Crown Roast of Pork
From Cook's Country
Consisting of two bone-in pork loin roasts tied together in a round, a crown roast offers plenty of meat for a holiday crowd and a dramatic presentation, but its unique shape presents serious challenges to even cooking. The standard method (seasoning, brushing with oil, and roasting in a moderate oven) yields roasts that are overcooked around the outer perimeter and undercooked around the inner circle of the crown. For even cooking, we turned the roast upside down and started at a higher temperature, which allowed more air to circulate through the hard-to-cook center of the crown and better exposed the thickest part of the roast to the oven’s heat. Stuffing is a popular addition, but it was a major impediment to even cooking, so we opted for potatoes, shallots, and apples roasted in the pan alongside the meat. The apples came out of the oven too soft to serve, but we liked the fruity flavor they imparted to our pan sauce. Pureeing the apples into the sauce gave us both fruity flavor and a perfectly thick consistency.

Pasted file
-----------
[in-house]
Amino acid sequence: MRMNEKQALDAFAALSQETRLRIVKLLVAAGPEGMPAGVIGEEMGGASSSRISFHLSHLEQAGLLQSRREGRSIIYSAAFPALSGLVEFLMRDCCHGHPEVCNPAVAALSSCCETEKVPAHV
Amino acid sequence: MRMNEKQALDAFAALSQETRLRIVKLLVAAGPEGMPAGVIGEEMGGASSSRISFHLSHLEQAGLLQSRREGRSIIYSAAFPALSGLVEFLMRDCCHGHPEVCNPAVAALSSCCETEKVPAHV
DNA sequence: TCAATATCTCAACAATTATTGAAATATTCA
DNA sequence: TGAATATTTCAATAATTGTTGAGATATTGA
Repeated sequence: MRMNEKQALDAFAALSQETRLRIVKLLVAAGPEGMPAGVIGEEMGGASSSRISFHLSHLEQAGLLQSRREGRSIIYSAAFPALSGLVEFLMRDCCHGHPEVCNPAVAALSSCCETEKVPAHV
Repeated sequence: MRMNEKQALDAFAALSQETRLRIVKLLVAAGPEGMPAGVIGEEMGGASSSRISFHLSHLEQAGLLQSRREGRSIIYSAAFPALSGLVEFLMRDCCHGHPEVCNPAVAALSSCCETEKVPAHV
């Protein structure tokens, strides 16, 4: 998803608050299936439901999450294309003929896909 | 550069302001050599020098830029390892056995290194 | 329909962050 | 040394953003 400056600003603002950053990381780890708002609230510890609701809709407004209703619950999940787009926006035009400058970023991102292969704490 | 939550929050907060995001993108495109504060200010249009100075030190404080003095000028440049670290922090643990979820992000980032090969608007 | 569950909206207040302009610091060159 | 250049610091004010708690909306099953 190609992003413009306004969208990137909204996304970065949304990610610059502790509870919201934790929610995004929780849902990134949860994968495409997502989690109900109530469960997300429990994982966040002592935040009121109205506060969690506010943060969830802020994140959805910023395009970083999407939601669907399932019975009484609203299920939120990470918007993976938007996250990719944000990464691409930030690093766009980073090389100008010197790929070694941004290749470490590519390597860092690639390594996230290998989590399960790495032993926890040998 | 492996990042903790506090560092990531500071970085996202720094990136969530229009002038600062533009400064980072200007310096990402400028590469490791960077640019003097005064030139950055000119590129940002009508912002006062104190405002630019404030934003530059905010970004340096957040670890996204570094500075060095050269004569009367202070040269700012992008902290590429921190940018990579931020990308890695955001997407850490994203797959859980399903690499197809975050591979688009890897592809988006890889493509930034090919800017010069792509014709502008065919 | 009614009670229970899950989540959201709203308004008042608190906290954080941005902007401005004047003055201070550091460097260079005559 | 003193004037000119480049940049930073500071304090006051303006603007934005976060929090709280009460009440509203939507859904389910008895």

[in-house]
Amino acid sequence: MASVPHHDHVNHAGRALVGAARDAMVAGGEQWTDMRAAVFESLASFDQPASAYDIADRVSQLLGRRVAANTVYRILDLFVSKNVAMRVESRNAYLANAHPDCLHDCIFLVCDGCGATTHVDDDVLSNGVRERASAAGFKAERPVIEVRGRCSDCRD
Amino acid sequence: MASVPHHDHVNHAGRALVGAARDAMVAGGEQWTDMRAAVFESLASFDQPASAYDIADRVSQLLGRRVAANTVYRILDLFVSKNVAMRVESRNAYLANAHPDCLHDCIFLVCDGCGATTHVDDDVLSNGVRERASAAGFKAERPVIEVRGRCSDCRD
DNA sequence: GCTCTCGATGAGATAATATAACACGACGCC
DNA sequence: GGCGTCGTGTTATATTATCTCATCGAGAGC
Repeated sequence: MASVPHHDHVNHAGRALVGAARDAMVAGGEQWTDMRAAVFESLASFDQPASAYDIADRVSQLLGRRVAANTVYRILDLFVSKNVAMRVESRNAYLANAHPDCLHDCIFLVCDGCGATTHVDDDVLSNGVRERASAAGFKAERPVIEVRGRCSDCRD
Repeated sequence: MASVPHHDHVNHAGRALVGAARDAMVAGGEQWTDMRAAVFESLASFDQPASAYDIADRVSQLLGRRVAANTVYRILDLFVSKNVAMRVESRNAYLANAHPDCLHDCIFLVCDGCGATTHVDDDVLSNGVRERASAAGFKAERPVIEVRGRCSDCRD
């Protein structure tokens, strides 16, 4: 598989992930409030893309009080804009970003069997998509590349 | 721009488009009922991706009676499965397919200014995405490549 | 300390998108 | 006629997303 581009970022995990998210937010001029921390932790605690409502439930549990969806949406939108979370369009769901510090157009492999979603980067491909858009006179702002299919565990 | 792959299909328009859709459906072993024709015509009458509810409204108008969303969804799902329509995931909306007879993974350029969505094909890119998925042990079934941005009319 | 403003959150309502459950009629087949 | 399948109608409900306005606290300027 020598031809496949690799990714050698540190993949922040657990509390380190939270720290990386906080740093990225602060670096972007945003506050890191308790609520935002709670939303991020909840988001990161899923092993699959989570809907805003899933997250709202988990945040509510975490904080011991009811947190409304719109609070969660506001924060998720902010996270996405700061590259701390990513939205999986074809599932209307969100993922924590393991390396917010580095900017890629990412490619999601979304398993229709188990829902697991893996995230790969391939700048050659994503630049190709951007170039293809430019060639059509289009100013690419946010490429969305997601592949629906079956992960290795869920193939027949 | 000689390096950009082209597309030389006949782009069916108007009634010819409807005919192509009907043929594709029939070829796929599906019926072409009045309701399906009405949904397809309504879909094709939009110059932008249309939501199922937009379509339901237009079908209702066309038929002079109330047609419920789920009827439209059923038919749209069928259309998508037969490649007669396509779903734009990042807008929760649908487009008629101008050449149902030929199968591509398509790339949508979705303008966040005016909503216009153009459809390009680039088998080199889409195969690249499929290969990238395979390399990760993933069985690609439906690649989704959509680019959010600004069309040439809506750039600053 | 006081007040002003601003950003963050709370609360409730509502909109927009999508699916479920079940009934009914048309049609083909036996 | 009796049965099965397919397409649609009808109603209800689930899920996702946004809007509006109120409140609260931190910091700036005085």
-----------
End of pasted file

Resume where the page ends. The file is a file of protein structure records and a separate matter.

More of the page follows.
Serves 10 to 12
A crown roast is 2 bone-in pork loin roasts, with the rib bones frenched and chine bones removed, that have been tied into a crown shape. This can be difficult to do, so ask your butcher to make this roast for you. We wrap extra kitchen twine around the widest part of roast to provide more support when flipping. Use potatoes that measure 1 to 2 inches in diameter.
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